Sage Software

Sage Estimating Application Hosting By AEC Cloud

With cloud-hosted servers becoming more sensible for businesses, AEC Cloud provides Sage application hosting including Sage Estimating, Sage 100 and other construction software hosting for its customers on the Microsoft Azure stack.

AEC Cloud is one of the early adopters to work with Sage suite of applications in server-based environments. Sage Timberline Office (now Sage 300 Construction and Real Estate) was the first Sage product we started hosting for our client Dyna Service of Oklahoma, LLC . Our customers and partners began asking us to host sage applications to improve collaboration and offload local workstation and server management issues.

AEC Cloud Hosting Model

Focused on the Architecture, Engineering and Construction industry, AEC Cloud hosts a wide range of business applications based on the NIST Cloud definition. This framework includes the Software, Platform, Infrastructure, and Resources (SPIR) required to manage cloud services.

The infrastructure (IaaS) including servers and networking is the fundamental bottom layer required to stand up any solution. With the help of our expertise, architecture, engineering & construction companies can work with us to build and manage a hybrid, private or public cloud environment.

The Resource (RaaS), is the human resource to manage the top three layers, software, platform, and infrastructure. These resources are focused on user support, systems maintenance, upgrades, and account management.

Microsoft Azure Technology

Azure is a game changer in the IaaS space. With high compute virtual machines, backup and disaster recovery options, we can deploy sage estimating and other applications in lesser time and configure.

Cloud Hosting Provider

AEC Cloud, a Microsoft partner, is a preferred cloud hosting provider for the AEC industry managing and hosting a range of construction software including sage estimating, sage accounting, primavera p6, on screen takeoff, viewpoint, prolog, and other designed based applications on Azure for its clients.

If you are considering to move your application management to a cloud hosted solution, we can guide you. Contact now!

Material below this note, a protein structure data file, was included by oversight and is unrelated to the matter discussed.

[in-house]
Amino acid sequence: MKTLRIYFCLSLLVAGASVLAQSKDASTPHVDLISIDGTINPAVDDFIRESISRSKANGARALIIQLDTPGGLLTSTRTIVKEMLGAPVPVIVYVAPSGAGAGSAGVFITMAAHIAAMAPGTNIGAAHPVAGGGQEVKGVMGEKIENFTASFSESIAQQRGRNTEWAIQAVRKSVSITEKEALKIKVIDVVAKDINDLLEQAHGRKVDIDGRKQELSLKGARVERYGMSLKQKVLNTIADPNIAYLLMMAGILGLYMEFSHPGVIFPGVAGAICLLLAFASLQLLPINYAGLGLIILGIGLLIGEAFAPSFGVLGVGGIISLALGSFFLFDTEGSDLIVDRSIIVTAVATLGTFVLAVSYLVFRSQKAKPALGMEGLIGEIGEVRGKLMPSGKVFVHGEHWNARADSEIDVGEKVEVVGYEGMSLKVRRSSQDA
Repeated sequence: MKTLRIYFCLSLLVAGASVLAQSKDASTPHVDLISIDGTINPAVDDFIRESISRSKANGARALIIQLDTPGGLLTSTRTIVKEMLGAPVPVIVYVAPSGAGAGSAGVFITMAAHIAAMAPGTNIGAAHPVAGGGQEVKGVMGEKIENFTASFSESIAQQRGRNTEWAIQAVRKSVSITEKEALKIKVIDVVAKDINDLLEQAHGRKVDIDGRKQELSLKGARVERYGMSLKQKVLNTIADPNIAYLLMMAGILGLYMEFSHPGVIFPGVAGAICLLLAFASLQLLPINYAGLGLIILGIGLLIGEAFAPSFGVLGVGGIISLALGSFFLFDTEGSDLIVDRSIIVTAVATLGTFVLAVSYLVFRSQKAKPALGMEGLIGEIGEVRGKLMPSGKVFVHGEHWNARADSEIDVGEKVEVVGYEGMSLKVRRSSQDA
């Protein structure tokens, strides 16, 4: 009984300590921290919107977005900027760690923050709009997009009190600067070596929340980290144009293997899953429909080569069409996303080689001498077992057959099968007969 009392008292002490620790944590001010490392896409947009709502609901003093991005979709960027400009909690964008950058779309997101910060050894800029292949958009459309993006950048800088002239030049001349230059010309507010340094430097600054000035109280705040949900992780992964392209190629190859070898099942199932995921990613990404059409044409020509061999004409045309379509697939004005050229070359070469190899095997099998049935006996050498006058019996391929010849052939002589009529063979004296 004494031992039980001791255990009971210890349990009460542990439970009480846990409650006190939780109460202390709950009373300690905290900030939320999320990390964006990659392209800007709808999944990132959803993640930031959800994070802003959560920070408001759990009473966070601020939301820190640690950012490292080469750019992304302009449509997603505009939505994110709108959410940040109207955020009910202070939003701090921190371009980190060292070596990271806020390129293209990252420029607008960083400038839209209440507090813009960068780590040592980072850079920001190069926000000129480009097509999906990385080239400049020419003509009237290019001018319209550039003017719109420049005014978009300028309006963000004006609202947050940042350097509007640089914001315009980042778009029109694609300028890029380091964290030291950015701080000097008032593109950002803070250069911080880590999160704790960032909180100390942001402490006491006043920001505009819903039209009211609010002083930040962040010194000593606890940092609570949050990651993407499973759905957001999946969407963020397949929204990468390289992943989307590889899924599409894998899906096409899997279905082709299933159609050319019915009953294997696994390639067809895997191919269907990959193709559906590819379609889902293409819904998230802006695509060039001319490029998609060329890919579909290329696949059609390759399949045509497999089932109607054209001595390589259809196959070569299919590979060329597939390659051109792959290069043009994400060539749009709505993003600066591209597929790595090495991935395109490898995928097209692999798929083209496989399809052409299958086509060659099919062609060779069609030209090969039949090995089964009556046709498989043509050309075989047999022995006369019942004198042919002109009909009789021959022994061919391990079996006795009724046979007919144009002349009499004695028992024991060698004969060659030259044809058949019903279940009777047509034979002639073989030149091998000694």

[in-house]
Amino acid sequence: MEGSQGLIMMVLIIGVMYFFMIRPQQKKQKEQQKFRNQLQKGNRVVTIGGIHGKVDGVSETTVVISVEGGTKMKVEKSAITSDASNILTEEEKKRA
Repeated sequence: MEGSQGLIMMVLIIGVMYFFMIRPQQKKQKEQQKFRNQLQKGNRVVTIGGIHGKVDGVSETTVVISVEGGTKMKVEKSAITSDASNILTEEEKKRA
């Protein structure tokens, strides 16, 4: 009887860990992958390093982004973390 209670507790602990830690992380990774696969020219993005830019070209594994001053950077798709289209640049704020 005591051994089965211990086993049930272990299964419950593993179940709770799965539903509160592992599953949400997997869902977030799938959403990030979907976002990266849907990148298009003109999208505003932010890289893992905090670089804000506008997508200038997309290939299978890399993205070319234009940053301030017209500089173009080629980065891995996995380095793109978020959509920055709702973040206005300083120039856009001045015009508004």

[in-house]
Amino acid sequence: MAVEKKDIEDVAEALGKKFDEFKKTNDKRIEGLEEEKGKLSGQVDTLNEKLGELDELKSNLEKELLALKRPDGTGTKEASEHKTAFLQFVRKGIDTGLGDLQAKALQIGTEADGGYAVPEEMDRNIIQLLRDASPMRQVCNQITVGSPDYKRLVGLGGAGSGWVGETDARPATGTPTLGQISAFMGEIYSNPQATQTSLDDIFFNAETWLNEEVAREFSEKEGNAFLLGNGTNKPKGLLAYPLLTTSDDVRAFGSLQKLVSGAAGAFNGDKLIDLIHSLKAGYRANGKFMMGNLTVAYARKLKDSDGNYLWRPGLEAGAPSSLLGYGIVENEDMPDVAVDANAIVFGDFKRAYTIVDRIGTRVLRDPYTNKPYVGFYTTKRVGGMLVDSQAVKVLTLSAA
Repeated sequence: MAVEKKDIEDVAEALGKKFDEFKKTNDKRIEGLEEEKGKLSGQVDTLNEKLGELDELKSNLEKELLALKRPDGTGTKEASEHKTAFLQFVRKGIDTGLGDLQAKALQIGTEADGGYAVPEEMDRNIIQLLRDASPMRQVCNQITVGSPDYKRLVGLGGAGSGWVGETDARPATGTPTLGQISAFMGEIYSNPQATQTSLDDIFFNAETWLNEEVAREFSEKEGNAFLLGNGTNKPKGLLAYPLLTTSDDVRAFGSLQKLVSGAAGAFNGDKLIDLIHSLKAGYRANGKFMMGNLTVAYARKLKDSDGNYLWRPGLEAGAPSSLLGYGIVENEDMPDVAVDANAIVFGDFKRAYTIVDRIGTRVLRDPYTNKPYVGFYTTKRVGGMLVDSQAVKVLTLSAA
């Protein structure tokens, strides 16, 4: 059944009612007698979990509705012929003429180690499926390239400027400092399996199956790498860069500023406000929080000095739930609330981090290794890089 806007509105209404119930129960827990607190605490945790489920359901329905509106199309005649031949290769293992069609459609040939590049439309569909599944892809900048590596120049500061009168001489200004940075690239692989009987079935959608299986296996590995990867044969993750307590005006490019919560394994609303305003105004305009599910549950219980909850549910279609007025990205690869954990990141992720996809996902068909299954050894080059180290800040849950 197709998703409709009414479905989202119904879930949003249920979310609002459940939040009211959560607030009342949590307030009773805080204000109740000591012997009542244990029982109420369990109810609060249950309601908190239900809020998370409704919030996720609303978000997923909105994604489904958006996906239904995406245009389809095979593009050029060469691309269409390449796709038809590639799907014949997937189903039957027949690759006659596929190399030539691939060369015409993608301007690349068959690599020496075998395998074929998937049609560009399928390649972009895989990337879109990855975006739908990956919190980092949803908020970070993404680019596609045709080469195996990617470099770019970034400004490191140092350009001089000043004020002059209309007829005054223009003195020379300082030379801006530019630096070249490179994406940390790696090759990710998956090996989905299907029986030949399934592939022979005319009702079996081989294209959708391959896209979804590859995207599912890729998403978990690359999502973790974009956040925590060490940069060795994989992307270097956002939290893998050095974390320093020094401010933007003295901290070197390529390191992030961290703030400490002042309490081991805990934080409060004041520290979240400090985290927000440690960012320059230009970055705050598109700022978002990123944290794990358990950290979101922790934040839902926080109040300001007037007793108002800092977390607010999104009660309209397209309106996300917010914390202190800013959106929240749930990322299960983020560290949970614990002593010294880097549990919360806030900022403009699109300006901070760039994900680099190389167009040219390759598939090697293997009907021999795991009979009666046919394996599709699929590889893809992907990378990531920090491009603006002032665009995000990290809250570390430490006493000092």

AECCloud Slump Test | Broad Access & Marketing Websites

Before I start to benchmark specific applications against the full NIST Cloud Definition, let me give a feel for how this will work using the Essential Characteristic of Broad Access and the marketing websites of a range of vendors.  I picked marketing websites because they are anonymously accessible and there are no complicated debates over offline access or other intensive use cases. Visit any of the following sites (including our own) on a PC, Mac, Surface Tablet, iPad, Android or iPhone and you will see it determines the device you are on and appropriately displays the information in a digestible format.  You do not need an App, you can use any of the major operating systems or OS based browsers, and it just works.   No distracting downloads or need to think of what device you are using, you simply get work done.  That's Broad Access.

Visit these sites and you will get an array of results depending on your device.  You may have to download an app, get a plugin that may or may not work on your device, or be required to zoom and pinch around, all of which is inefficient to use and/or for them to build.

This should clearly illustrate what Broad Access means.  From here you can start to think about what the pros/cons might be if this was your daily operational software.  In the future I will use a broader spectrum of the NIST Cloud definition and also roll out a basic ranking indicator.  Stay tuned.

AEC Industry Cloud Transition Cost Management: Part 2/7, Definitions